403(b) Plan Checklist of Best Practices for Plan Sponsors

January 10, 2014 (PLANSPONSOR.com) - A good New Year’s resolution regarding your 403(b) plan is to resist the tendency to “set it and forget it.”

With the issuance of final Internal Revenue Code §403(b) regulations in 2007 and expanded Department of Labor (DOL) annual reporting requirements, nonprofit plan sponsors are required to exercise more oversight and control over their 403(b) plans than ever before.

Great-West Financial has assembled a checklist of suggested “best practices” to assist you in fulfilling your fiduciary responsibilities and helping participants achieve a higher level of retirement readiness. Only you, as the plan’s fiduciary, can determine the best options and practices for your plan. You may wish to consult your tax and/or legal counsel.

Here are some practices you might consider:

Identify all employees and third parties who work on the plan. Identify which are fiduciaries and provide training to ensure they understand their basic responsibilities:

o   Adhere to the exclusive benefit rule to avoid conflicts of interest. Make all plan decisions in the best interest of participants. Ensure fees are reasonable.

o   Satisfy the prudent person standard. Develop prudent processes for operating the plan.

o   Comply with plan documents. They’re your manual for administering the plan.

o   Establish prudent processes for the selection and diversification of investments.

o   Prudently select and monitor your service providers and the fees charged.


Hold regular meetings to review plan administration:

o   Keep the written plan document in compliance with all applicable laws and regulations.

o   Read your document thoroughly and often and understand each provision.

o   Pay particular attention to requirements specific to 403(b) plans, such as universal availability and age 50 catch-up provisions. 

o   Review plan policies, procedures and forms to ensure compliance to plan terms.

o   If you have multiple providers, your fiduciary duties and potential risks are multiplied, so meet regularly with each one to monitor their services and fees.


Consider implementing plan design features to increase participant retirement readiness: 

o   Add automatic enrollment or increase the initial deferral rate.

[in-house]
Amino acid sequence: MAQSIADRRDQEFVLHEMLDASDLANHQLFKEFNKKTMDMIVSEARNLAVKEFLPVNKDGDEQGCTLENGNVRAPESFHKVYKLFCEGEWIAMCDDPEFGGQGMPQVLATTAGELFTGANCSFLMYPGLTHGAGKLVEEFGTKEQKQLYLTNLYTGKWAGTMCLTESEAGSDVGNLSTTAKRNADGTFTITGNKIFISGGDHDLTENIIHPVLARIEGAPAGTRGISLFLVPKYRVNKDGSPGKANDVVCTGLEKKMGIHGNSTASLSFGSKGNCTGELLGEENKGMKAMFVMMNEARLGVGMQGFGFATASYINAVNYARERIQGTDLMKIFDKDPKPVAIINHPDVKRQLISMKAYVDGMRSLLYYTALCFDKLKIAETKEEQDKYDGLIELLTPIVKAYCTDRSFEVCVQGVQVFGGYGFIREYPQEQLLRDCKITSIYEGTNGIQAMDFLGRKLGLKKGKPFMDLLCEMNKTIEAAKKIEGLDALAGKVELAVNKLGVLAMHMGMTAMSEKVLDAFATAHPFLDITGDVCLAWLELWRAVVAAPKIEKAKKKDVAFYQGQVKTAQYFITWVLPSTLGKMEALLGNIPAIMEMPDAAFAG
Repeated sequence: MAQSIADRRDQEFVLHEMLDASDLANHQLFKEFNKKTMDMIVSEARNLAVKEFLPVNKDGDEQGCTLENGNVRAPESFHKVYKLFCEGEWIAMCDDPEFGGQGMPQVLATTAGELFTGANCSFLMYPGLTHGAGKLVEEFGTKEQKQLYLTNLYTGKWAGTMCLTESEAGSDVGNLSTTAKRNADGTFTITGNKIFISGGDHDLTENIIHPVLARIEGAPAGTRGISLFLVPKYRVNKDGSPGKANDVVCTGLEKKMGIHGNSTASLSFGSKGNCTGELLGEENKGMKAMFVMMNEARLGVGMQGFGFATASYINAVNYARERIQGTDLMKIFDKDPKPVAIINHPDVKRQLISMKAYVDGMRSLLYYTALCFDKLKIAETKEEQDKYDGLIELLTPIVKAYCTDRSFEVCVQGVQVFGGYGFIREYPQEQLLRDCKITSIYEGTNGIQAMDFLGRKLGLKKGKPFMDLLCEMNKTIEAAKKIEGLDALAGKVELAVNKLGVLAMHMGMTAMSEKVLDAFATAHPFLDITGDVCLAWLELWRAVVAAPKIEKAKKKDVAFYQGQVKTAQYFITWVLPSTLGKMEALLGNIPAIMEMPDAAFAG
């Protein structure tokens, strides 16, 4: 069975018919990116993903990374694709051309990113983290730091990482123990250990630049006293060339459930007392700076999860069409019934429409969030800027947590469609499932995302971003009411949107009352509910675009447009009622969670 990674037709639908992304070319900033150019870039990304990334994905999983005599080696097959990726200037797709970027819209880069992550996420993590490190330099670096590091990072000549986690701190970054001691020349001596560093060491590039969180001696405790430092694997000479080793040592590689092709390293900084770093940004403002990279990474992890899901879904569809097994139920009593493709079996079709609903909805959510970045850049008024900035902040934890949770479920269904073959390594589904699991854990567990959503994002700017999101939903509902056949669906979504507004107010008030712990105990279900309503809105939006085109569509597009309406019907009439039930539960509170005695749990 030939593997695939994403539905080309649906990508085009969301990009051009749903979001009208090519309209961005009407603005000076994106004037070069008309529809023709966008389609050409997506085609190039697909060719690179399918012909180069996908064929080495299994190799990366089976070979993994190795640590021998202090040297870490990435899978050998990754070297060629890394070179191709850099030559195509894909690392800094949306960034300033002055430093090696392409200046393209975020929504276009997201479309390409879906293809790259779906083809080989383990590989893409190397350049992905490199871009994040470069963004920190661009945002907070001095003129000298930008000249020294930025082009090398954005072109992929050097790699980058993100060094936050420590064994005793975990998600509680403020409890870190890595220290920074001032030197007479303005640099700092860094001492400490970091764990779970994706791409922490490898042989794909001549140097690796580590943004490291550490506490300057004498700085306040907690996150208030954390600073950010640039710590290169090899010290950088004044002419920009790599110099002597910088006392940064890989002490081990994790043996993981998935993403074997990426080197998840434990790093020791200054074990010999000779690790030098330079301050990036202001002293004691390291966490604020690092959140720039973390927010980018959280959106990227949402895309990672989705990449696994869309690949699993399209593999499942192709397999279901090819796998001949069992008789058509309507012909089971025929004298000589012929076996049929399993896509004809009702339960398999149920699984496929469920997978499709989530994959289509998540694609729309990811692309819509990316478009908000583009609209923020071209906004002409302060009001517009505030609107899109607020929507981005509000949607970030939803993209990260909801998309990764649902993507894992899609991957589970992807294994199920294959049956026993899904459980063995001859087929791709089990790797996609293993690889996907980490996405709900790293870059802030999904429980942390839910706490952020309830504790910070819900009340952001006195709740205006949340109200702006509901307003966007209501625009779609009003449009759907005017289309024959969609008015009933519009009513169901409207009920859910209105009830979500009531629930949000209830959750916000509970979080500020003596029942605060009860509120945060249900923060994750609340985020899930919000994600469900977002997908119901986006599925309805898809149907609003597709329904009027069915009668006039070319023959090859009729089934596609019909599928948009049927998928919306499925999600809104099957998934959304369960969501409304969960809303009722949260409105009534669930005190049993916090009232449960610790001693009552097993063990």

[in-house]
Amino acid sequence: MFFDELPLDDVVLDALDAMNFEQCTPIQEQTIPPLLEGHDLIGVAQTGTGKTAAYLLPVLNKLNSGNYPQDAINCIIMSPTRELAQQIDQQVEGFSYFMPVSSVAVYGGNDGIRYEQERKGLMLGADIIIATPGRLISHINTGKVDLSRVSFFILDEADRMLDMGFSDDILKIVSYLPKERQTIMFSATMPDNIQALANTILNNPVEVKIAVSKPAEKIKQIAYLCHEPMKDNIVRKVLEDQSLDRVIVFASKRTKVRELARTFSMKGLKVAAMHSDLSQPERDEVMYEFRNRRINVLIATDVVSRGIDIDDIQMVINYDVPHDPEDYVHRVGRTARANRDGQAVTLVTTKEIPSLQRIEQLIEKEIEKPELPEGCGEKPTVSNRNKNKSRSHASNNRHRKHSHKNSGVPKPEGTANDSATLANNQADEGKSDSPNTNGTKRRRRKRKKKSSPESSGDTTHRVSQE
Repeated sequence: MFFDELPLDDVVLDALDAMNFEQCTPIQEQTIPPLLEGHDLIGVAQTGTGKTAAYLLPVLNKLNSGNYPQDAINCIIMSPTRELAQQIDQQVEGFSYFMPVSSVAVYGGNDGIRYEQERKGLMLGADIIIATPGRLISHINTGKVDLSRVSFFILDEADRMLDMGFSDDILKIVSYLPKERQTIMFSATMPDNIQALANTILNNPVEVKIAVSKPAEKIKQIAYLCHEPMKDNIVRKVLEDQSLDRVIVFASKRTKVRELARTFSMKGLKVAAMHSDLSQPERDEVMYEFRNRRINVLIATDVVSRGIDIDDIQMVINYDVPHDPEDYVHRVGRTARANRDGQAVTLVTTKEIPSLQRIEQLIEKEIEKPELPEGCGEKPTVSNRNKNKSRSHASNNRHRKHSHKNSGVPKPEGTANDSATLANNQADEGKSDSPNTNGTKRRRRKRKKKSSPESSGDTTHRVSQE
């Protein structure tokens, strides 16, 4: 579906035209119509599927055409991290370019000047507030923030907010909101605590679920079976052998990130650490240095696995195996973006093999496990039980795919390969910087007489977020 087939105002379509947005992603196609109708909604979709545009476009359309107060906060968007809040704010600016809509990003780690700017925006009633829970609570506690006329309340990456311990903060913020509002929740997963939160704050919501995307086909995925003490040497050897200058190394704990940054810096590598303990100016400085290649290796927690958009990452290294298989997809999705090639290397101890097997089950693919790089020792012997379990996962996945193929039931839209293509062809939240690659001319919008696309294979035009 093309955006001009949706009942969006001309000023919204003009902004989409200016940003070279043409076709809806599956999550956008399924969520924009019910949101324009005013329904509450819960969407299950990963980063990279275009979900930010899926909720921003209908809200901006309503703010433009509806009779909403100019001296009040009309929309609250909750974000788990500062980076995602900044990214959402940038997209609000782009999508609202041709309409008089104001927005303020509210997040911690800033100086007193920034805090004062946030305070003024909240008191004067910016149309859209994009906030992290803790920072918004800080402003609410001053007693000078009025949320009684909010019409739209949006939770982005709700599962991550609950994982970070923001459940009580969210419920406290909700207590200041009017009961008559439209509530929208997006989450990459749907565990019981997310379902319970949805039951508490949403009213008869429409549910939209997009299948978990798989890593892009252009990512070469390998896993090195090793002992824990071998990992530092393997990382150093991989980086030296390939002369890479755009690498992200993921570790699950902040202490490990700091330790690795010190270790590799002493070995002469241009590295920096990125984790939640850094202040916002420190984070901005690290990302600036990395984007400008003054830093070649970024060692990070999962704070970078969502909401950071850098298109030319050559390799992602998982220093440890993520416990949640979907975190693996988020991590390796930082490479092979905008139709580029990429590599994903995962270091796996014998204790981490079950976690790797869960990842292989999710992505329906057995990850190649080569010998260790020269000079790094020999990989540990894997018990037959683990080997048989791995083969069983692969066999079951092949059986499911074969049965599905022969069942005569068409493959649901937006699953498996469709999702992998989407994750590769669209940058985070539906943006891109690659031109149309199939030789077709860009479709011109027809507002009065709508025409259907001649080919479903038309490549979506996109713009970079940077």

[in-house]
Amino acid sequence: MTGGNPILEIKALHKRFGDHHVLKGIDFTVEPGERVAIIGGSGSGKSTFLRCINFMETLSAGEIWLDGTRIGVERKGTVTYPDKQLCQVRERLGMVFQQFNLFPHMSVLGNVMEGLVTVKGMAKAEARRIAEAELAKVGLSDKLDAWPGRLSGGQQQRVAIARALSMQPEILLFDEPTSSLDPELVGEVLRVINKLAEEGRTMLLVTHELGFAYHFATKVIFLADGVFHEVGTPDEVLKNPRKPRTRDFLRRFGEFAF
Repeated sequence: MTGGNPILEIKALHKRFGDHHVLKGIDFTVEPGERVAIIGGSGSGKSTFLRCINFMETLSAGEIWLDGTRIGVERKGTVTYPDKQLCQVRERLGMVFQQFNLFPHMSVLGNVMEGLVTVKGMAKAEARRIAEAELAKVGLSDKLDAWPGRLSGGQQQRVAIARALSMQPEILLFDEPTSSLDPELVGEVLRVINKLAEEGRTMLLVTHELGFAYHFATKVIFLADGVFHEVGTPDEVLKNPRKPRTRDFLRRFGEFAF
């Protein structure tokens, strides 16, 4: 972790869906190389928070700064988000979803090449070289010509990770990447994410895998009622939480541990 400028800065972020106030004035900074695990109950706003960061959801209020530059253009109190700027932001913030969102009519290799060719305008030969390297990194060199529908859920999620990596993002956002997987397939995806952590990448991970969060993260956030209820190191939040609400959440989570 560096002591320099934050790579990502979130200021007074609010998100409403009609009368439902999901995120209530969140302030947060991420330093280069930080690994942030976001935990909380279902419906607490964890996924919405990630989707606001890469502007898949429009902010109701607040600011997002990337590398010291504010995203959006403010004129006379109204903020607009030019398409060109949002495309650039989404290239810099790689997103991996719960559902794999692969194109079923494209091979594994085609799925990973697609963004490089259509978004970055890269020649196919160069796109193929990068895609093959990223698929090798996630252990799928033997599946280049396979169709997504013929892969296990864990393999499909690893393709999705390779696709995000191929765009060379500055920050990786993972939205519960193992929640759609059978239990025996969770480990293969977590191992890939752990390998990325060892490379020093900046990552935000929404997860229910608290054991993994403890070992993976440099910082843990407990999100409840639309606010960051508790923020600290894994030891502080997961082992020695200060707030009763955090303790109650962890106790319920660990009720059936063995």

o   Add automatic deferral increases annually.

o   Add or revamp employer contributions to foster increased elective deferrals.

o   Consider whether offering Roth contributions and the new in-plan Roth rollovers would benefit your participants.

o   Limit the number of plan loans that can be outstanding.

o   Re-enroll all participants into a Qualified Default Investment Alternative.

o   Add a guaranteed lifetime income distribution option.


Provide additional participant communications and guidance:

o   If your plan is subject to the Employee Retirement Income Security Act (ERISA), comply with all communications requirements, including the DOL’s fee disclosure requirements. These can also serve as a best practice if your plan is exempt from ERISA.

o   Provide access to robust websites with retirement readiness calculators and other tools.

o   Consider reducing your fiduciary liability for participant investment decisions by following the communication requirements in ERISA §404(c).

o   Consider offering investment advice or managed accounts through your plan.


Develop and maintain prudent investment policies:

o   Regularly review your Investment Policy Statement (IPS) or develop one to define your criteria and processes for the selection, monitoring and de-selection of investments.

o   If you have multiple providers, apply the IPS to each investment lineup.

o   If you have legacy carriers, ensure that proper information sharing agreements are in place to facilitate completion of Form 5500.



o   Achieve greater control and flexibility, improve participation, simplify participant communication and education, significantly reduce participant costs and lessen your potential fiduciary risk by scaling down to a single recordkeeper.

o   Review all legacy 403(b) contracts and investments to identify those that are portable or may be liquidated.



o   Keep good records of all plan-related decisions.

o   Highlight the prudent decision-making processes you used when selecting and monitoring investments and service providers and making changes.


Resolve to maximize the value of your 403(b) plan in 2014.  Best practices like these can help ensure your plan is compliant with all applicable laws and regulations, that you fulfill your fiduciary responsibilities to the plan and its participants, and that your participants get the resources necessary to make informed savings and investment decisions.  


Barbara Lewis, Vice President, National Accounts for Defined Contribution Markets at Great-West Financial 

NOTE: This feature is to provide general information only, does not constitute legal advice, and cannot be used or substituted for legal or tax advice.